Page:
I took my aunt Edith pretty much for granted while she lived just a few houses uphill from ours. We both eventually inherited our family homesteads and stayed put there. When I was but a boy, Edith would babysit me. Throughout the war years, she would escort me to patriotic civic events, pledging me to promise not to tell her mother that she smoked those endless Chesterfields she so much enjoyed.
Edith had a quietly attractive friend in her schooldays and beyond, but she herself was, at least on the outside, an extrovert, even a clown, using her social skills to disguise her insecurities, as we all do. “I was intimidated, both by my mother’s glamour, and also by my kid brother’s incredible artistic talent. I couldn’t compete with that, so I gathered seashells on the beach and strung necklaces. That was the limit of my craftsmanship and my vanity.” And yet, Edith was able to use her imaginative instincts with beads and bangles to get through the depression and the duration, enter the costume jewelry industry and thus save her birthplace from bankruptcy and her family from failing and from falling from grace and good.
Among my imprinted impressions of my father’s half-sister, who was also my mother’s cousin, there was the era of my cub-scout training in how to tie a proper knot with a piece of rope. “Can you come up and teach me how to do that? I can translate the hemp into gold and make us both a fortune!” And I did, and she did. She rose to become a major figure in the economy of the factories that sent our designs around the world. Of course, Edith gave me an “identification bracelet” and a signet ring for my bar mitzvah. I confess I have lost them or perhaps given them away to some pretty girl somewhere. Anyway, they don’t exist as such except in my fond and grateful memory.
I came home from college to attend her wedding – was it at the Narragansett or the Biltmore Hotel? – and also to visit the new couple’s apartment. Within a year, they were back on Summit at the corner of Creston, where they renovated the parlor and the garden. I might stop by at dawn to munch a muffin and hitch a ride to my RISD office with Edith, who had returned to her studio world – again to make ends meet. We had ever so slightly drifted apart during my Yale days. I think she thought I had lost touch with her world, its concerns and its borders of thought. I was reaching and stretching, but she found me sophomoric. Our relatives are usually right about us. We need a hiatus before we reconnect.
Edith became, in time, the very memory and guardian of our family’s past. We met Teresa Wright of “The Best Years of Our Lives” at Rhode Island College. We wended our way to Oakland Beach on a shared pilgrimage to summers long ago but never far away. She had always wanted me to imitate the scriptwriters of the Hollywood of yore, when siblings would argue about the claims of necessity versus art, but with the Jewish content disguised and even the talents and businesses hidden. Not the movie industry but Carnegie Hall, not Rumanian immigrants but Italians standing in for the Jews.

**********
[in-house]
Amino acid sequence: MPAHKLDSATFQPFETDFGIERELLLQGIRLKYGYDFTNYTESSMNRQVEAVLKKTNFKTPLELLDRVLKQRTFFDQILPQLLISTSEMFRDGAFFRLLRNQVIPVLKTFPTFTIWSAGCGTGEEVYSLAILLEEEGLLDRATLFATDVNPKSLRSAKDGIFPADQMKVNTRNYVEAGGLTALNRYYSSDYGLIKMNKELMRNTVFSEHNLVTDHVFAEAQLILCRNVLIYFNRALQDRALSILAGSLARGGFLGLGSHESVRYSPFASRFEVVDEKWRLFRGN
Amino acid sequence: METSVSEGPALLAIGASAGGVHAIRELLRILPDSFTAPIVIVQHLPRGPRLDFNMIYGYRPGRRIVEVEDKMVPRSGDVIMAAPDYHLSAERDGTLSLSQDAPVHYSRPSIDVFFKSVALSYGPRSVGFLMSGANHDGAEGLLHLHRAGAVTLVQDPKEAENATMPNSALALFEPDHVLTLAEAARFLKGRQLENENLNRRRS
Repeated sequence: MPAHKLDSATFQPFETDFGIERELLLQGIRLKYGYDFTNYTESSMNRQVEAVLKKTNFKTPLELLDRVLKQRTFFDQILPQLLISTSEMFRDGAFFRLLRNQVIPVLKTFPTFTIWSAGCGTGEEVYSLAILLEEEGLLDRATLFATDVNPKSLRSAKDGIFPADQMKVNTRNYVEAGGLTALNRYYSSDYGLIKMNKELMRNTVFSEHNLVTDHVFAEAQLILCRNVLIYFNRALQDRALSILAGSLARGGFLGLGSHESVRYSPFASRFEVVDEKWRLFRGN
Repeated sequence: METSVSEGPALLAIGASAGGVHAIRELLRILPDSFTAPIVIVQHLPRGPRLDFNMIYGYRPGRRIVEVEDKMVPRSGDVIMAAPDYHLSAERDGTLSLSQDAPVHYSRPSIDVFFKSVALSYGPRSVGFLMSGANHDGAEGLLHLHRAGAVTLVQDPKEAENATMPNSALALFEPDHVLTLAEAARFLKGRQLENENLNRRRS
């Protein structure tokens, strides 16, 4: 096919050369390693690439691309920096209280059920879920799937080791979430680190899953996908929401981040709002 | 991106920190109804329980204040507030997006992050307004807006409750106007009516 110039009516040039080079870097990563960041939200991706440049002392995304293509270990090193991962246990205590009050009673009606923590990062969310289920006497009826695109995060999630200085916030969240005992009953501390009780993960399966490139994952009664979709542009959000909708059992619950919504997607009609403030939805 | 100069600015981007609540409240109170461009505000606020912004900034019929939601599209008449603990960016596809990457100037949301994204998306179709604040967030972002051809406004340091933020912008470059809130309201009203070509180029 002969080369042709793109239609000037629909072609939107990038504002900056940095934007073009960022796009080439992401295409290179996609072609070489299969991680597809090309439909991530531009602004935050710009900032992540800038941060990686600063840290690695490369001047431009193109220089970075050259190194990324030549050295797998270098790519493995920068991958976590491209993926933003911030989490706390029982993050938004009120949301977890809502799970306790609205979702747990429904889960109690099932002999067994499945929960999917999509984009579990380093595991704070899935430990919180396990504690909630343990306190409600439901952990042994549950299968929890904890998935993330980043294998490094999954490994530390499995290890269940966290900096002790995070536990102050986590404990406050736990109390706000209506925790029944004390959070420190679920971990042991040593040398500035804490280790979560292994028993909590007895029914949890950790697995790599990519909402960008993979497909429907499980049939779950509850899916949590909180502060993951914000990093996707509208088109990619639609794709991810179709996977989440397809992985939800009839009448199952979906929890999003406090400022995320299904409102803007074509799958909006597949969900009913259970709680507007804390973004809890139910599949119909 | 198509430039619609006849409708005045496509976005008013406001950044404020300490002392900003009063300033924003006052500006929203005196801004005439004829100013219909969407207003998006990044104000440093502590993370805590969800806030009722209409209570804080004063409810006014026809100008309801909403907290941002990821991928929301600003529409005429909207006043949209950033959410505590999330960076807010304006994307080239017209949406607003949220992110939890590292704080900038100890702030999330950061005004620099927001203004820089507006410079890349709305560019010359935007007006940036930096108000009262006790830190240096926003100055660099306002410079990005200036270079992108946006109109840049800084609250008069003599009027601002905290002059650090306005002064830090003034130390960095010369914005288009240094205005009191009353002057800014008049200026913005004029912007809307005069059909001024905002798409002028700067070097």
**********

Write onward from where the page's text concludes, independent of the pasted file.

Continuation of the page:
Edith suggested I could translate all the disagreements among the cigarette smoke and the littered ashtrays in her kitchen and by her hearth. She had played her roles (sometimes in Noel Coward comedies) at the Barker temple to the dramatic arts on Benefit Street; it was time for me to play my part – to pick up my pen and sketch her, or our, world in words.
When Edith passed away, her son Joel brought downhill to me the photographs from their attic and a few tokens of the era before his own birth and boyhood. I rediscovered my aunt among her papers. The great American novel exists personally within the postcards and photos of each of us. It depends upon the local newspapers to publish such chronicles for whoever may make the most of the glimpse into the glass of collective history.
Edith was a hard worker and a seeker of fame, fortune and friendship wherever they might be. Aren’t we all?
A postscript: Next door to her abode, there was a twin residence, and once upon a time her aunt and cousins lived there, until the ladies of the manors quarreled, and the taxes and expenses of the period split the compound. Aunt Becky was my father’s aunt, my own great-aunt. She had survived the pogroms of tsarist, imperial Russia and comforted herself with a safe and proud American identity, at her card parties, with a glass of good whiskey, legal or not, and with her four children and, later, numerous grand-children.
“Are you related to them?” people sometimes asked me. Becky had a joyous quality that didn’t seem quite to fit the more introverted concerns, anxieties and affectations of the Finks. “Yes, indeed,” I would answer with a teenage smirk of pride. In the late years, I made a film about the World War II veterans from our family, and I interviewed Aunt Becky at the Home for the Aged. She was by then blind, but her thick white hair and her accent and her lively chatter and her warm greeting endeared her to me, as always. My job in life ... is to remember … and to celebrate!
MIKE FINK teaches at RISD and can be reached at firstname.lastname@example.org.